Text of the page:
"Some apprentices are out on big jobs where they're building a nuclear power plant and they're setting a reactor dome that might weigh 200 tons," McManamon said. "Working with large cranes, these massive vessels that you work with, ... it's a very rewarding craft."
         McManamon acknowledges the bad economy has hit boilermakers, cutting business by about 20 percent " primarily because of cutbacks at steel mills. But he says the trades are generally faring better than many manufacturers. So the boilermakers are still taking on apprentices to the tune of about one for every five journeymen, and at a pay of $21 an hour plus full benefits.
         The program has about 2,000 applicants in Ohio for about 150 positions. And McManamon says all those applicants are not created equal. In the world of boilermaking these days, welding counts.
         "When an employer calls a union hall for people, they want the person who can do it all and that's the high-pressure welder," he said. "They used to call for X number of mechanics and you know, just bodies basically to come on the job and work. But now they want the best. So experience counts. But not always.
A boom business
         But not always. Jinu Hwang is vice president of Kaeper Machine, " a small precision machine shop his father started a dozen years ago. The shop has carved out a specialty in defense, and makes parts for machine guns. Military work is steady right now.
         Jinu Hwang acknowledges concern about the economy, but said, "Right now we're just too busy to worry too much about it."          That's why, when a handful of employees went for better paying seasonal jobs in construction and landscaping, the company couldn't even consider leaving the positions vacant.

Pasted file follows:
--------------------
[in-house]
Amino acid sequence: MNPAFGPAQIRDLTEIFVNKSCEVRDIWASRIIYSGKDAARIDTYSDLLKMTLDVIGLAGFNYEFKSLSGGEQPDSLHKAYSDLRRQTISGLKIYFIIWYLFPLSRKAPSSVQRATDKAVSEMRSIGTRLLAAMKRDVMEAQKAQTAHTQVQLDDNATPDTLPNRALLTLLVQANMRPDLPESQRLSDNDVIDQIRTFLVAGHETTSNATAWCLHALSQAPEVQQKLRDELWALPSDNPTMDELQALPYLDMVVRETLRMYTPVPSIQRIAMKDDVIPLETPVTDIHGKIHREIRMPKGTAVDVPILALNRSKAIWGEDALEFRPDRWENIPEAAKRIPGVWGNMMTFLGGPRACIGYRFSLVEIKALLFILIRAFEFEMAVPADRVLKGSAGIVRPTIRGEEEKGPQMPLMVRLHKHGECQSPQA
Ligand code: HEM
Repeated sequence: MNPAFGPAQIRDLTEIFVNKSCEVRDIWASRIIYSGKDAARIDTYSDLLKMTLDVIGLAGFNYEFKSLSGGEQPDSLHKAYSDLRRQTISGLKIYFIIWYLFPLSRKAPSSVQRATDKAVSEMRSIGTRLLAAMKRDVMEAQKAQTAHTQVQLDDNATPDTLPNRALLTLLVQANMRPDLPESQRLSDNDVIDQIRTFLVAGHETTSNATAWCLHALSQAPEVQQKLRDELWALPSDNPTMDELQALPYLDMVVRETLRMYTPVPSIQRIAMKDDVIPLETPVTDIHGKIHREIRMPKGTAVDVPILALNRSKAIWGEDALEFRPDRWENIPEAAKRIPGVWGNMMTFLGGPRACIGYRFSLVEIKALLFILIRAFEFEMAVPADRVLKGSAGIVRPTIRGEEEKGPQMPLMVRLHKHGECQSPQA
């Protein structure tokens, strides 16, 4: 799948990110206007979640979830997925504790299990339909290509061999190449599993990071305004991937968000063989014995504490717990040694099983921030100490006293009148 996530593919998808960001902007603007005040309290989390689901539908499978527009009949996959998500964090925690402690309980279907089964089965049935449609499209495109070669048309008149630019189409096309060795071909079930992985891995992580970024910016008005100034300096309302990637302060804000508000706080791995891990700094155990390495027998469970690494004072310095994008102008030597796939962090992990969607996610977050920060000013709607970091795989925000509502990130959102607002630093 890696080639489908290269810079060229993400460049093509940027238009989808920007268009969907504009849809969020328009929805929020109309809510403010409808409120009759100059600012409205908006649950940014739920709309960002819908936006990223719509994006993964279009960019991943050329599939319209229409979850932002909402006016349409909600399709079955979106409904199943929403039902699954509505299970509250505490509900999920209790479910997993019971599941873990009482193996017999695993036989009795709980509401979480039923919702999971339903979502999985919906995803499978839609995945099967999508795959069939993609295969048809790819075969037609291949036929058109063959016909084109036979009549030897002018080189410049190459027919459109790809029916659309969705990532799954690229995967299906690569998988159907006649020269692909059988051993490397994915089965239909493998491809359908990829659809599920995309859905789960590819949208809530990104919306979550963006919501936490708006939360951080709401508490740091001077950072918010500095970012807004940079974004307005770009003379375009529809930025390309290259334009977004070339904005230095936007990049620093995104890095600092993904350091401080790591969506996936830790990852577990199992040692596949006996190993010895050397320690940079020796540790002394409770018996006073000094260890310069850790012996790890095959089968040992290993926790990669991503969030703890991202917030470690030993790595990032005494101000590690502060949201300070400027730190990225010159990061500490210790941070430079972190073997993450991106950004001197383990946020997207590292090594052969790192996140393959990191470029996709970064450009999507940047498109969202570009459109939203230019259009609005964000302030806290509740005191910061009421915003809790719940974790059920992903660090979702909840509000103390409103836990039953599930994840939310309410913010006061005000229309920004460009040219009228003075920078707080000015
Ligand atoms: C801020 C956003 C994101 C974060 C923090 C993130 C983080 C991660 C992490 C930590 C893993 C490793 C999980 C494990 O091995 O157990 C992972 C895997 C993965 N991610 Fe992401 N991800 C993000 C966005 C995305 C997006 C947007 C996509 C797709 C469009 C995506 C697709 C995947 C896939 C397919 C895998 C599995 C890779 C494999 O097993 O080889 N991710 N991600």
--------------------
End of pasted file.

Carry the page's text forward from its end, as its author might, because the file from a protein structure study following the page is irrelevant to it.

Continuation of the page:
Hwang posted the openings on Craig's list. That was at 11:15 on a Monday morning. Within 15 minutes, Hwang had four applicants. Two days later, more than 50. They included people with years of machining experience, who as little as a year ago may have turned up their noses at the $9 to $12 an hour starting wage " even with partially paid healthcare.
         But Hwang says experience isn't what he's looking for.
         "Reliability is what we look for. And obviously we look for intelligent people that can learn what we're teaching them. Just people with potential as well."
        Frank Meyers looks out over the northeast Ohio high school kids constructing test walls in a career-tech regional skills competition. And he sees nothing but potential. He oversees the construction trades program for Akron schools. He acknowledges the field is a bit soft now. But predicts economic stimulus money will begin arriving soon, and his kids will be ready.
         "Although the job market is slow right now, the skills they've learned will last a lifetime. It will pick up," he predicted. "You want me to sit there and tell you these kids are all going to go to work right after graduation? In this market probably not.
         "But I think, as educators, that we know they have studied and they have prepared and they'll be ready to enter in the workforce when that moment comes."

Resources

Ohio apprenticeship programs

Kaeper Machine

Boilermakers apprenticeships

Career-Tech in Ohio, by the numbers

Sherrod Brown's explantion of his bill for workforce training


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In a recent broadcast of "good jobs in hard times" you mentioned the shortage of some skilled workers for "good" jobs that paid $9/hour. I beg to differ with your choice to call them "good" jobs. At 40 hours a week and 52 weeks/year, this "good" job earns $23,4000/year. That wage is about 2/3 of the average earnings (reported in this Sunday's Parade Magazine) of $31,876. I would assume a "good" job is at least the level of average earnings. Furthermore, that "good" job barely pays over the US Health and Human Services' poverty level for a family of 4 ($22,050)! Do we consider jobs "good" if they are near the poverty level? Or do we expect people with "good" jobs to be for only single people with no dependents? It is no wonder that those employers can't find skilled workers when they pay at such a low wage. Even though they offered benefits, which are very valuable,it doesn't make up for the lack of "good" pay.


Posted by: Anonymous on April 16, 2009 10:19AM